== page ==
FEATURES Electronic Producer Peder Mannerfelt Is Focused on the Present By Shawn Reynaldo · February 28, 2020

Electronic producer Peder Mannerfelt doesn’t really see the value in longing for the way things used to be. “I’m so tired of people moaning and being negative,” says the Swedish artist. “Moaning about stuff is never going to get you a gig. It might get you some pats on the back, but it’s certainly not going to help the scene.”

Mannerfelt has been producing for nearly two decades, and while he recognizes and values the pillars of electronic music’s past, he’s more excited about its present. “There’s so much amazing music coming out these days, and the level people are producing at is mind-boggling,” he says. “I’m constantly thinking, ‘Shit, I need to up my game.’ I always feel like I have to try harder, and it’s competitive in a way, but I think that’s good.”

That drive has certainly helped to keep Mannerfelt busy. His most recent offering was January’s Like We Never Existed, an EP of blistering, untethered techno for UK duo Karenn’s Voam label, but he’s dropped a flurry of bass and techno mutations via labels like Hinge Finger, Numbers, Avian, Seilscheibenpfeiler and his own Peder Mannerfelt Produktion imprint over the last few years. He’s also an avid collaborator, serving as one half of Aasthma (with techno veteran Pär Grindvik) and Roll the Dice (with composer Malcolm Pardon). The latter have a new record, Assimilarity, coming in March, which expands their collaboration to include artists like Alessandro Cortini, Sophia Loizou, and El Perro del Mar.

Working with others has always been a major part of Mannerfelt’s creative practice. Even as a teenager, he played guitar in several bands, and after learning some basic production chops—thanks to a two-year stint at a commercial studio called Murlyn (in which he famously played a minor, uncredited role in the production of Britney Spears’s “Toxic”)—his first major electronic music endeavor was a partnership with Henrik von Sivers. Together, they were known as Van Rivers & The Subliminal Kid.

“Collaborating is way easier,” he says with a laugh. “When you’re on your own, all these decisions take so much time and it’s just really hard. But if you have someone to bounce things off, it all goes so much faster and it’s also much more rewarding and fun when you open yourself up to critique and what the other person has to say.”

It was during the Van Rivers & The Subliminal Kid years that Mannerfelt was introduced to Karin Dreijer, better known as Fever Ray and one half of The Knife. “I was nervous,” he says. “The Knife are like semi-gods here in Sweden. I call Karin a friend now, but there are few other artists that I hold in higher regard.” Van Rivers & The Subliminal Kid wound up producing half of Dreijer’s self-titled solo debut, and also lent their talents to albums from Blonde Redhead and Glasser.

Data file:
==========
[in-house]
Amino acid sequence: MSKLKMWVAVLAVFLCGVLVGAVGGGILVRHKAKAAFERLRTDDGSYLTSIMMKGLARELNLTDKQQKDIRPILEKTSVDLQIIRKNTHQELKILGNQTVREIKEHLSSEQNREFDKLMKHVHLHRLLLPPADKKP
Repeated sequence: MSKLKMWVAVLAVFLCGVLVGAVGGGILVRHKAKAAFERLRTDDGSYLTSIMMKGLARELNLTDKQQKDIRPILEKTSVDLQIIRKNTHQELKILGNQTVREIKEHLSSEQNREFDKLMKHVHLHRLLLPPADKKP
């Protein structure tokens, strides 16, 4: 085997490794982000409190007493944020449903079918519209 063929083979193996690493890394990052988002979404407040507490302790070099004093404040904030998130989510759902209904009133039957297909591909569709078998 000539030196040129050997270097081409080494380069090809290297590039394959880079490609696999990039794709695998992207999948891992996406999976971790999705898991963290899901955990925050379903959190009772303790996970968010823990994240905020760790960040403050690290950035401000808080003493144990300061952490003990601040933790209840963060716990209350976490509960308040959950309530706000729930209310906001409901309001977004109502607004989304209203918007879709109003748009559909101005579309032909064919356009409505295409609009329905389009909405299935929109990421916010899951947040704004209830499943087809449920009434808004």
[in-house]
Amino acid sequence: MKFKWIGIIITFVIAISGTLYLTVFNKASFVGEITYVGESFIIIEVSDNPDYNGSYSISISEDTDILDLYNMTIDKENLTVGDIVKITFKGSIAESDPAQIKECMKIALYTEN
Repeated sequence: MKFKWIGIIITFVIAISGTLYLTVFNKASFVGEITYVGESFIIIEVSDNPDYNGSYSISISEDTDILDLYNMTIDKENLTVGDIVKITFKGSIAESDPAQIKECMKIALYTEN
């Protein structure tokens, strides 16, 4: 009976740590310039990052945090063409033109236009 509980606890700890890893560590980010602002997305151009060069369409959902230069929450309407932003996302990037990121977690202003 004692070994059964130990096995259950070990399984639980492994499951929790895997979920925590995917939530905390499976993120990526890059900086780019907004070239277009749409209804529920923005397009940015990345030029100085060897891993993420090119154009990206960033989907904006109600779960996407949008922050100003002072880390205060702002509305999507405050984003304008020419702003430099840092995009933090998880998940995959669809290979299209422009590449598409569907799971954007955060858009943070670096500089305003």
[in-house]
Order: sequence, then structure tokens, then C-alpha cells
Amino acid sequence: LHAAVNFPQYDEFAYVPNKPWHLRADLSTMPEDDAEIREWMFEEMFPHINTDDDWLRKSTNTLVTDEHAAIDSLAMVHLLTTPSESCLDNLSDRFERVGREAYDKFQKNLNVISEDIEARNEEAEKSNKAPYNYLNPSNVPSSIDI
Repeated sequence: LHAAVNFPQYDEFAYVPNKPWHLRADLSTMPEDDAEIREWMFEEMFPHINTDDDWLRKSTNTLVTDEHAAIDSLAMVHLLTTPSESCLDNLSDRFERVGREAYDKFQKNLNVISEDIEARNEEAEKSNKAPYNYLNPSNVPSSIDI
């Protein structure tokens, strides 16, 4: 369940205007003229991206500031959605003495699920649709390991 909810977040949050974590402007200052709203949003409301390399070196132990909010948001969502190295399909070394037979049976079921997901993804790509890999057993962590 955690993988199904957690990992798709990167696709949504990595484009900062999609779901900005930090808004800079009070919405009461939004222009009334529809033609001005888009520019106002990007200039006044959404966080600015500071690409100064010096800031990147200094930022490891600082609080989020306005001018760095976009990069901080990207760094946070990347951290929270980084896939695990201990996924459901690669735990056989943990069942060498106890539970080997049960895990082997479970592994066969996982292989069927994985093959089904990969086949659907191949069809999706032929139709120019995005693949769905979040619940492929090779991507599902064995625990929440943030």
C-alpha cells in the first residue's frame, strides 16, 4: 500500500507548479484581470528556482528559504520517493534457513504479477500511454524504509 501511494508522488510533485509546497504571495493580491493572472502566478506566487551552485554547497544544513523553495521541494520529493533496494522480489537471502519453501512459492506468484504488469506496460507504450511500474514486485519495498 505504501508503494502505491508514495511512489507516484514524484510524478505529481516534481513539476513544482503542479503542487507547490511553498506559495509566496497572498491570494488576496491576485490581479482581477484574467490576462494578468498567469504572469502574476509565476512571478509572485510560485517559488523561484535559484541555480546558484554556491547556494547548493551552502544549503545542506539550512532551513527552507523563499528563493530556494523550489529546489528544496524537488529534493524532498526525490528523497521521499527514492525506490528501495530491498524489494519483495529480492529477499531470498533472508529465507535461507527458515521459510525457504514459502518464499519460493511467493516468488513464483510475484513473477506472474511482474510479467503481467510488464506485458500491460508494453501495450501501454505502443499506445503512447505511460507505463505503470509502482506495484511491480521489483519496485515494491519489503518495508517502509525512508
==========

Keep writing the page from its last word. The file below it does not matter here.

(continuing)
Once the duo parted ways—an amicable split hastened by von Sivers’s emigration to the U.S.—Mannerfelt had to start from scratch, at least creatively. “We were trying to do techno together,” he says, “or at least I was trying to learn how to do techno. And I never really felt that I had mastered it.” Nevertheless, he soldiered on, working under his own name and eventually finding a way forward once his friend Paul Purgas (of experimental techno outfit Emptyset) heard some of his unfinished tracks. “He was like, ‘Hey, hang on, this is great. Just mute that, mute that and you have an amazing track,'” says Mannerfelt. “He said to use two channels instead of 48. That was a massive eye-opener for me, that I just needed to reduce everything.”

Since then, Mannerfelt has become downright prolific, and the acclaim for his work has only grown as he’s increasingly veered from the standard techno template. He also teamed up with Dreijer again—this time on his own—and played an even bigger role on the second Fever Ray album, 2017’s Plunge. Between his solo and collaborative work, he’s found a zone in which he’s comfortably blurring lines between techno, ambient, bass music, dancehall, and more, developing a sort of sonic diversity that he attributes to his own inability to focus. “I get bored with stuff and I can’t help myself in a way,” says Mannerfelt. “Even though I might set out to be really stern and make techno, it always ends up somewhere else. Somewhere along the line, I guess I just stopped giving a shit and started doing whatever.”

It may sound cavalier, but Mannerfelt is enjoying himself, and it’s not just music that has him fired up. He’s also become an outspoken advocate for greater inclusion and diversity, both on social media and with his musical endeavors. “[White men] have been running the world for so long, so it’s definitely our responsibility to speak out,” he says. “It’s not up to someone else to do that.” In 2018, he released a one-off track called “I Stand Up and Say, Toxic Masculinity Has Got to Go Away,” and when it comes to the curation of Peder Mannerfelt Produktion, he’s made an effort to prioritize women artists, along with producers who aren’t from the usual hubs in Europe and North America. In his mind, these efforts are essential to the health of the electronic music community. “Ten years ago,” he says, “there were no women on DJ bills. It was 100% men and there was a very different energy. We needed to get different perspectives involved. It makes things much more fun, and also more interesting than just listening to the same people over and over again.”

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